Informational Interview by Presca Meyer, ASPB Conviron Scholar
Wannes Voorend works as a R & D Coordinator in Energy, Environment and Biotech at Colruyt Group. Colruyt Group was founded 1928 by Franz Colruyt and lists more than 30,000 employees by today. The company is managing supermarket retail stores and further subsidiaries. They are operating mainly in Belgium, but also in France and Luxembourg.
Wannes Voorend studied Biotechnology in Gent (Belgium), before he did his PhD with the topic: “Enhancing biomass production and accessibility of the cell wall for fermentation in the crop Maize and the model plant Brachypodium distachyon”. Afterwards, he stayed for 2 further years as a postdoc, working on investigating the underlying genetic mechanisms of lignin biosynthesis in maize.
Wannes Voorend’s LinkedIn profile: https://www.linkedin.com/in/wannes-voorend-a3b21015/
Wannes Voorend’s Twitter profile: @WannesVoorend
Colruyt group: https://www.colruytgroup.com/wps/portal/cg/en/home
I asked Wannes Voorend a few questions regarding his PhD, his motivation, his switch to industry and his current job.
Here are the most interesting things I learned from the interview:
- Endurance and networking are key skills that you learn during your PhD/postdoc that will help you to be successful in probably any further job but especially in industry.
- In contrast to me, Wannes Voorend had a quite clear goal since his PhD: already during his PhD he planned on working in industry later on. His main aim was to put his research into practice (and he succeeded).
- I always had the idea that if you’re working for a big company, you might get the feeling that your work doesn’t have an impact anymore. However, I was proven wrong: Wannes V. is still surprised about the huge impact his work has, even on a daily basis.
- Even if you are a plant scientist, this doesn’t mean that your future job in industry will solely focus on plants. Wannes V. started as a R & D manager of a vertical farming project, but is now a R & D Coordinator in Energy, Environment and Biotech. You always have the opportunity to grow and to learn.
- While the switch from academia to industry can be intimidating, it can also be smooth and easy.
I had some problems with my recording software, so the audio quality is not that great. You can find the interview here: https://www.dropbox.com/s/rth5…
Because of the audio quality and in case you prefer to read than to listen, I wrote down the interview questions and the core answers (or most memorable sentences) of Wannes Voorend:
Did you already have a plan of what to do next after your PhD?
“I wanted to pursue a PhD in academics, but at the very start I knew that I wanted to apply this knowledge in industry.”
Now, you are working as a R&D manager, could you explain what you are doing on a daily basis?
“I have a small team of 10 -15 persons, that are looking for technological opportunities for Colruyt group […]. Myself and my people are looking for technologies to implement in our activities and that can be very broad.”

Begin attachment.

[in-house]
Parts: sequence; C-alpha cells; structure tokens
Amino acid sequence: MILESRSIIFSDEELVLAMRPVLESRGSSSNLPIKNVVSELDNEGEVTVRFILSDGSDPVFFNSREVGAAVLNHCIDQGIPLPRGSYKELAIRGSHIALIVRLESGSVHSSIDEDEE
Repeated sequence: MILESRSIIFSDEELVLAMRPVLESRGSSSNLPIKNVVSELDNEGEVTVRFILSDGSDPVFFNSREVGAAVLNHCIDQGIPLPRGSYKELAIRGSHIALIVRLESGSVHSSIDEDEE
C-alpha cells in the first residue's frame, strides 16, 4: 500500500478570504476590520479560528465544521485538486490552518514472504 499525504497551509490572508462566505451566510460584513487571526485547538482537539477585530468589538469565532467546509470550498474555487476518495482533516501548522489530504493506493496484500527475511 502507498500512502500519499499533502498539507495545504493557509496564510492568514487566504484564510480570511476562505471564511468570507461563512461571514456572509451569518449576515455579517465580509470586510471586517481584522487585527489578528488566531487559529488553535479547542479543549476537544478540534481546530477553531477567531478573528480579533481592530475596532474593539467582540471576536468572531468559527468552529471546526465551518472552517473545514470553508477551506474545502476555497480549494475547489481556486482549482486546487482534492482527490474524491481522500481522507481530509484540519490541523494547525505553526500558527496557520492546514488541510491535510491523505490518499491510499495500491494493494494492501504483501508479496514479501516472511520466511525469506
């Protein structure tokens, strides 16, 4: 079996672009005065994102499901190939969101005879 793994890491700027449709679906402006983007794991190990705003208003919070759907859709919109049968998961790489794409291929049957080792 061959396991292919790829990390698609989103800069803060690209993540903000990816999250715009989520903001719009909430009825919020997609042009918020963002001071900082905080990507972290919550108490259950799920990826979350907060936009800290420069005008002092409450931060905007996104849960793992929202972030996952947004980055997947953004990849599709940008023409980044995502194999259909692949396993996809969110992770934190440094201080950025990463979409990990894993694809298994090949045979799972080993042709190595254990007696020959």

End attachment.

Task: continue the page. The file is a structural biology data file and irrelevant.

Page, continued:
The projects you are working on now are not only focusing on plants..?
“Three years I worked as a project engineer/manager on vertical farming, which is of course very linked to what I’ve worked with before as a plant biotechnologist. But now I am a manager of a broader team. Parts of my team still works on vertical farming, but we also work on aqua culture techniques, water purification and so on.”
Are there other experiences from your postdoc or your PhD that helped you the most when you switched to industry?
“The perseverance to go further on with your project also when it’s not going as you wish that it goes.”
What is the biggest challenge you face in your job?
“The biggest challenge is to be aware of the new technologies, so you need a good network in the outside world. But the biggest challenge is to convert that knowledge or opportunity into application for your industry, for your own activities. That translation is the most challenging.”
Who are you depending on?
“In the end, we are depending on our core activities and our core activities are retail. We are depending on a clear vision from our managing directors. ”
Is there something you wish someone would have told you before you switched form academia to industry?
“I was always quite confident that I’d be able to apply not necessarily my knowledge, but my skills that I developed during my PhD. Perseverance is one of them, creating a network and creating a team is a very important one. Those skills are universal in industry. You can apply them anywhere you want and I think it’s just a matter of finding your own passion and energy and finding a match with companies in industry, and if that doesn’t exist you can create your own company.”
Was there something you struggled with when you started your job at the Colruyt group?
“For me it was very clear what I wanted to do and what I’ll find within Colryut.”
Did your lifestyle change when you switched from academia to industry/ did the job change had an impact on the way you live?
“The level of maturity. Working in industry had some impact: you are very aware of the surrounding network […] my world view has broaden.”
What would you tell yourself if you could meet yourself as a PhD student now (regarding you future career)?
“I was quite confidence that I will find a way to have impact and to apply my skills. On the other hand I could’ve never imagined the situation that I am in now. I’m quite confident that I am at the better end of what I could have expected.”